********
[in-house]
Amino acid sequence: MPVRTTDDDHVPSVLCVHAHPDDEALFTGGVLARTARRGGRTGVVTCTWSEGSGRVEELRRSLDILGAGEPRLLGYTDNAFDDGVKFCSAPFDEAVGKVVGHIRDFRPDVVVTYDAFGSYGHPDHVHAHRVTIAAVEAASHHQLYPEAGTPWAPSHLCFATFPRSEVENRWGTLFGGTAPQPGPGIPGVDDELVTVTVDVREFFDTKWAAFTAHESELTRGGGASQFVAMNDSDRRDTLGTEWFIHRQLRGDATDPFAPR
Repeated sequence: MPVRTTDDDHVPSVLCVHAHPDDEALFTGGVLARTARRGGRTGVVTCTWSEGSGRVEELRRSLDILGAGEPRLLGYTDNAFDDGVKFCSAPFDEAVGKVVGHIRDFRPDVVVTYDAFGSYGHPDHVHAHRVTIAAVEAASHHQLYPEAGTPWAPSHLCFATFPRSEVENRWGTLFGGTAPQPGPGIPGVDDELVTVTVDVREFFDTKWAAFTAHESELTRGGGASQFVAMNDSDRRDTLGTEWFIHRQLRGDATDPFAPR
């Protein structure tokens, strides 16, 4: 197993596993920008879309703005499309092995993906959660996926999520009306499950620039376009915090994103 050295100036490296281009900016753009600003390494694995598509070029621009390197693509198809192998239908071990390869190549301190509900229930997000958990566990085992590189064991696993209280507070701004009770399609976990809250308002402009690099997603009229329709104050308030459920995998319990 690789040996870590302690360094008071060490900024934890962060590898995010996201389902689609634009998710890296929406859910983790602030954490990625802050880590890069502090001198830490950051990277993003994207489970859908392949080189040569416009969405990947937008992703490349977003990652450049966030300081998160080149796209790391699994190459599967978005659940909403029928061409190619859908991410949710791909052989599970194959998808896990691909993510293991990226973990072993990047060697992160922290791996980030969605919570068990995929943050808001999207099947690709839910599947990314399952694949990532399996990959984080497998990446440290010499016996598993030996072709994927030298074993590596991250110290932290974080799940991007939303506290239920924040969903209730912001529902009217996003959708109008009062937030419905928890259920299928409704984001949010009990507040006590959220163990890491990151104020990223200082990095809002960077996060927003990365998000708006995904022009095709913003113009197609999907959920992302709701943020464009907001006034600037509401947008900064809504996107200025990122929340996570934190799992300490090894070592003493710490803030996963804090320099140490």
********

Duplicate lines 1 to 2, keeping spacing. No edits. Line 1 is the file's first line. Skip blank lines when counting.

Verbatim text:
[in-house]
Amino acid sequence: MPVRTTDDDHVPSVLCVHAHPDDEALFTGGVLARTARRGGRTGVVTCTWSEGSGRVEELRRSLDILGAGEPRLLGYTDNAFDDGVKFCSAPFDEAVGKVVGHIRDFRPDVVVTYDAFGSYGHPDHVHAHRVTIAAVEAASHHQLYPEAGTPWAPSHLCFATFPRSEVENRWGTLFGGTAPQPGPGIPGVDDELVTVTVDVREFFDTKWAAFTAHESELTRGGGASQFVAMNDSDRRDTLGTEWFIHRQLRGDATDPFAPR